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Previews: What looks good for December

The Dare Detectives: The Snow Pea Plot

It’s time once again for our monthly trip through Previews looking for cool, new comics. As usual, we’re focusing on graphic novels, collected volumes, and first issues so that I don’t have to come up with a new way to say, “ Life with Archie is still awesome!” every month. And I’ll continue letting Tom and Carla do the heavy lifting in regards to DC and Marvel’s solicitations.

Also, please feel free to play along in the comments. Tell me what I missed that you’re looking forward to or – if you’re a comics creator – mention your own stuff.

Ape

Richie Rich Gems Winter Special - In addition to their modern-look Richie Rich, Ape has also re-introducied the classic version in both new and reprinted adventures. I missed the solicit for Richie Rich Gems #44 last month (which picked up where the Harvey series left off in 1982), but the series continues with not only the Winter Special, but #45 as well.

Arcana

Dragons vs Dinosaurs - I haven’t had great luck with Arcana’s books in the past, but c’mon. The title alone…

Hero Happy Hour: On the Rocks - This, on the other hand, is no risk at all. I’m a big fan of Dan Taylor and Chris Fason’s superhero bar stories and this is an all-new, 80-page adventure. Not reprints; not even a printed version of the webcomic. It’s all-new and I need it.

Archaia

The Dare Detectives: The Snow Pea Plot Collected Edition – Archaia prepares for their publishing Ben Caldwell’s Dare Detectives: The Kula Kola Caper by re-publishing the first story that was originally put out by Dark Horse.

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Previews: What Looks Good for October

Spera, Volume 1

It’s time once again for our monthly trip through Previews looking for cool, new comics. As usual, we’re focusing on graphic novels, collected volumes, and first issues so that I don’t have to come up with a new way to say, “Jeff Lemire’s Frankenstein is still awesome!” every month. And I’ll continue letting Tom and Carla do the heavy lifting in regards to DC and Marvel’s solicitations.

Also, please feel free to play along in the comments. Tell me what I missed that you’re looking forward to or – if you’re a comics creator – mention your own stuff.

Archaia

The Grave Doug Freshley – A lot of publishers are doing Weird Western comics lately and that’s just fine with me.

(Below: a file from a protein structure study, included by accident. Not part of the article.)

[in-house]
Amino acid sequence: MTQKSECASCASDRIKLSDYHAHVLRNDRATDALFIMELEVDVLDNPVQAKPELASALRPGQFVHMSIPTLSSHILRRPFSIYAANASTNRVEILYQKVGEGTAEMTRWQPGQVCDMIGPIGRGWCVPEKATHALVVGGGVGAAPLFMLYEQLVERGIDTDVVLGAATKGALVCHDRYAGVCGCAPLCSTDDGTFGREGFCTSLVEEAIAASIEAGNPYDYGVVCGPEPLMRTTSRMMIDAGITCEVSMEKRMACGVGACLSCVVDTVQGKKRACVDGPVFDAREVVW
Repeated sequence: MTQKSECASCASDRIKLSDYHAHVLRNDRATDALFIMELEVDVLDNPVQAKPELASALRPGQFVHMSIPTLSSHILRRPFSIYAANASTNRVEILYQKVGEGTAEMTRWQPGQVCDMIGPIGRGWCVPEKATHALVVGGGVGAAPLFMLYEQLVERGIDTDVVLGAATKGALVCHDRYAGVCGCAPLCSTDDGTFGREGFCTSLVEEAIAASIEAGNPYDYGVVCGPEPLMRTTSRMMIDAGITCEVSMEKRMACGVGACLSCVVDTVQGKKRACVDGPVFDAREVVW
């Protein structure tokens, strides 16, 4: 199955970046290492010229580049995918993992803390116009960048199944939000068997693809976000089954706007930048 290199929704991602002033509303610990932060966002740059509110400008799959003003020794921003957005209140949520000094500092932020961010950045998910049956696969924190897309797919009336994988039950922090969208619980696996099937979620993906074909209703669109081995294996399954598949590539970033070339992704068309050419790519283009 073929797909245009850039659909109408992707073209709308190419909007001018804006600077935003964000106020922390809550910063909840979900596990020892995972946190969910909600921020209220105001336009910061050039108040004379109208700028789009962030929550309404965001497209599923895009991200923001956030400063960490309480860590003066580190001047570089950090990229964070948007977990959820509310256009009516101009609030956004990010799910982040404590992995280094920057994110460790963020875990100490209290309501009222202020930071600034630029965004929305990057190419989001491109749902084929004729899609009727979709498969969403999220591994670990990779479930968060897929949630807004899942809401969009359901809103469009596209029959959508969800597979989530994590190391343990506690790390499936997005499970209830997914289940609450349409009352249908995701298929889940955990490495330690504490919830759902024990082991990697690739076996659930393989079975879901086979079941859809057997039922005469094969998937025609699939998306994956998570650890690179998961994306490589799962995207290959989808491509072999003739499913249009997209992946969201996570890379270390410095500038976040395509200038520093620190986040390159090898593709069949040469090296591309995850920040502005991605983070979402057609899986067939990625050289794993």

Spera, Volume 1 – I like the sound of this fairy tale in which a couple of princesses combine efforts to save their kingdoms. It’s not that I’m anti-prince, but that’s a cool, new way to do that story.

Avatar

Captain Swing and the Electrical Pirates of Cindery Island – Warren Ellis doing Steampunk sounds thrilling, but really all they had to say was “pirates.” I bet this is still really good though, even if you’re pickier than I am.

Boom!

Roger Langridge’s Snarked #1 – After a well-loved zero-issue, Langridge’s version of Wonderland gets its real, official start.

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What Are You Reading? with George O’Connor

The Incal

Welcome to another edition of What Are You Reading. JK Parkin is off in San Diego trying to get that Elvis Stormtrooper’s autograph, so I’ll be your host today. Our special guest this week is George O’Connor.

O’Connor is probably best known as the author of the ongoing Olympians series of graphic novels, which attempt to retell classic Greek myths (the latest, Hera, just came out from First Second). He’s also the author of such books as Journey Into Mowhawk Country and the children’s picture book Kapow, as well as the artist of Ball Peen Hammer, which was written by Adam Rapp.

To see what George and the rest of the Robot 6 crew have been reading …

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American cartoonists’ untold European adventures

Although they may be at the top of the charts in American comics, some of the biggest artists today have some books out that most American have never seen. For years, artists working in the Anglophile comics market have moonlighted in European comics, probably most memorably with Travis Charest leaving for years to do a volume of Alejandro Jodorowsky’s The Metabarons.

But Charest isn’t the only one — John Cassaday did the series I Am Legion for Humanoids while working on Planetary and Astonishing X-Men, Geoff Johns and Red Star artist Christian Gossett did a story in Metal Hurlant, Terry Dodson worked on a graphic novel called Songes: Coraline, Kurt Busiek wrote a book called Redhand, and Fear Itself artist Stuart Immonen did a little-known book called Sebastian X which follows a surfer turned freedom fighter in the near future.

Yeah, I’d buy that.

And this isn’t past tense — Criminal and Incognito artist Sean Phillips spoke last month about a graphic novel he’s doing for France’s Delcourt called Void 01, which he describes as “a cat and mouse sci-fi story set on a prison ship in the depths of space”.

Yeah, I’d buy that too.

There’s no word  yet on any English — American or otherwise — release of these stories.

What Are You Reading?

Daytripper

Welcome to What Are You Reading?, where we talk about what comics and other stuff we’ve been reading lately.